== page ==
Triple negative breast cancer (TNBC), which includes tumors lacking estrogen, progesterone, and HER-2 receptor proteins, represents 15-20% of all breast cancer diagnoses in the US, and is one of the most challenging cancers for developing an effective therapy post tumor resection. Even with conventional radiation and chemotherapy regimens, patients have poor prognosis, experiencing early, frequent relapses in comparison to other breast cancers. New therapies are critically needed. We propose to develop and test an immunotherapy to treat metastatic TNBC using an approach that is personalized, easy to accomplish, and not requiring establishment of cell lines or gene transfer. The defining principle of this proprietary cancer immunotherapy technology is the incorporation of glycolipid anchored forms of immunostimulatory molecules (GPI-ISMs), such as B7-1 and IL-12, onto tumor membrane vesicles (TMV) derived from surgically removed patient tissue. We expect that these membrane attached immunostimulatory molecules will simultaneously deliver tumor antigens and activate immune cells to promote an effective anti-tumor immune response. The novelty of the proposed vaccine lies not in the use of immunostimulatory molecules but in the way they are employed. The protein transfer approach is substantially different from previous studies that used gene transfer techniques or secretory cytokines to develop cancer vaccines. The major advantage is that the immunotherapy preparation can be accomplished within just a few days. Additionally, tumor membrane preparations can be stored as frozen aliquots and biobanked for booster injections. These factors will significantly reduce the cost of immunotherapy production and treatment. In this Phase I application, we will use this protein transfer technique for membrane-based breast cancer immunotherapy and test its efficacy in inhibiting triple negative breast cancer metastasis in a murine model. Specifically, we will: 1) manufacture GPI-ISMs, optimize TMV processing and protein transfer, and evaluate efficacy using a murine metastatic TNBC model, 2) (A) Determine whether the membrane-based immunotherapy prevents/reduces metastasis of TNBC. (B) Investigate whether co-administration of anti-immunosuppressive agents augments efficacy of the membrane- based TNBC immunotherapy. Completion of the proposed SBIR Phase I feasibility studies will demonstrate the efficacy of membrane-based immunotherapy in inhibiting the metastatic growth of triple negative breast cancers. This will pave the way for Phase II studies such as toxicity and standardization of GMP/GLP conditions for large-scale production of purified human GPI-molecules, which will help us advance the vaccine product to human clinical trials.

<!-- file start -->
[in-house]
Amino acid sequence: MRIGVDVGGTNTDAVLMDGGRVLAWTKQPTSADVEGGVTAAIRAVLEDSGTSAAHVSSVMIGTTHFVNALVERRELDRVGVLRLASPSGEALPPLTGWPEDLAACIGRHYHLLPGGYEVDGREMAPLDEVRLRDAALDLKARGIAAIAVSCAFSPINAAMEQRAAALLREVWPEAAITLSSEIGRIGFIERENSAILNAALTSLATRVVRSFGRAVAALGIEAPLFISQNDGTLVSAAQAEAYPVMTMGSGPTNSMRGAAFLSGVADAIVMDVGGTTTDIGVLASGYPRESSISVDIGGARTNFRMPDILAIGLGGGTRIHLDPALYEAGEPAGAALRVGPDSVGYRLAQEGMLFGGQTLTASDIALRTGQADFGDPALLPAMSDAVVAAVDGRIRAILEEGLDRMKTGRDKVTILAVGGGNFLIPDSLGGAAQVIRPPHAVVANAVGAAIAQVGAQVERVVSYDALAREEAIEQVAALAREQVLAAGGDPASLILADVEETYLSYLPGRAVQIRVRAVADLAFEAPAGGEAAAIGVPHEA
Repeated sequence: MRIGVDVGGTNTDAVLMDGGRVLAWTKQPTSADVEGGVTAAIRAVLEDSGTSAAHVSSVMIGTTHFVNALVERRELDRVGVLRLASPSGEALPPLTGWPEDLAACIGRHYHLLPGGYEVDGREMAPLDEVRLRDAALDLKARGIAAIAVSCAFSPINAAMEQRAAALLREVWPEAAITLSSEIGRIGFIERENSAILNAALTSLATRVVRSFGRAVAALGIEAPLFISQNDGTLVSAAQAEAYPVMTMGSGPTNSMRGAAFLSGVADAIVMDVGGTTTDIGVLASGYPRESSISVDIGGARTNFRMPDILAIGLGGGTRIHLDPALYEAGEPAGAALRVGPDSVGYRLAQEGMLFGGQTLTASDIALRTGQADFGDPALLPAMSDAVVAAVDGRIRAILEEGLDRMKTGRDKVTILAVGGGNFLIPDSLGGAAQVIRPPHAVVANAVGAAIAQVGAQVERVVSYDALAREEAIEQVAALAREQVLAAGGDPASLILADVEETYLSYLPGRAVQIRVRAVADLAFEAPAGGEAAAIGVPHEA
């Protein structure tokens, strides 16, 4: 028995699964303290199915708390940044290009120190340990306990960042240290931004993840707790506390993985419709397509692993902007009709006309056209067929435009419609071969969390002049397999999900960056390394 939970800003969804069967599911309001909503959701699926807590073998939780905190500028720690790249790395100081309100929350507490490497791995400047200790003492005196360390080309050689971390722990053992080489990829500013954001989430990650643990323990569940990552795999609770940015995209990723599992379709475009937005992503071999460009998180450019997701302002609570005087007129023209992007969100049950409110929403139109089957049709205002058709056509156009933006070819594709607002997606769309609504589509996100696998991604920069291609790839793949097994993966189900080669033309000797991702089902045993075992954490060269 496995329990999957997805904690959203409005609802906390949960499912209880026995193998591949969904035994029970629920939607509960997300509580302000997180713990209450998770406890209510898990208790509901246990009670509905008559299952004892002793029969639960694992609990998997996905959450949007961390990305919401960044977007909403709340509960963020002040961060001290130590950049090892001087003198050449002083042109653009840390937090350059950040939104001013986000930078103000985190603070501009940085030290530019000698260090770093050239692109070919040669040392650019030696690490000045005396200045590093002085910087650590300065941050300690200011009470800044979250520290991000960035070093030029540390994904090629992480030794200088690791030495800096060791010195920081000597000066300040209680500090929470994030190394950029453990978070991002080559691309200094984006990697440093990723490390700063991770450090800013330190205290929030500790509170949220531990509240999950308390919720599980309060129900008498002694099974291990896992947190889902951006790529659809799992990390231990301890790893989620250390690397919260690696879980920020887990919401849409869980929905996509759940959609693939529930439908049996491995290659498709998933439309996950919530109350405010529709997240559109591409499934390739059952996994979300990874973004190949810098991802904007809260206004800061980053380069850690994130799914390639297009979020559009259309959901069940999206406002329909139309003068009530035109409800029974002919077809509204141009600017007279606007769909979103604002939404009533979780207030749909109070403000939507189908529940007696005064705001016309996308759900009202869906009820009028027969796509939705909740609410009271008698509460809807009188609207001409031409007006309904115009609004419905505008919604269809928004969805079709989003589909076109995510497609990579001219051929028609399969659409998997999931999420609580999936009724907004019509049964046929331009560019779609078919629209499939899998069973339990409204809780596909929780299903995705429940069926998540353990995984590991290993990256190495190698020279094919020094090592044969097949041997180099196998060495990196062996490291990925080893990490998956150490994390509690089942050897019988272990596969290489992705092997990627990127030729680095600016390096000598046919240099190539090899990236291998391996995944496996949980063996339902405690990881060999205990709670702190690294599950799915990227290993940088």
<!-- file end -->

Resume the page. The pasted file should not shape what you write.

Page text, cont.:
There are no current therapies to treat women with triple negative breast cancer after surgery and chemotherapy, which are generally not successful in preventing relapse. Our approach proposes to test the efficacy of a membrane-based therapeutic breast cancer immunotherapy in treating metastatic growth of tumors using a murine triple negative breast cancer model. This immunotherapy is expected to be cost effective and efficacious in preventing metastatic growth in triple negative breast cancer patients.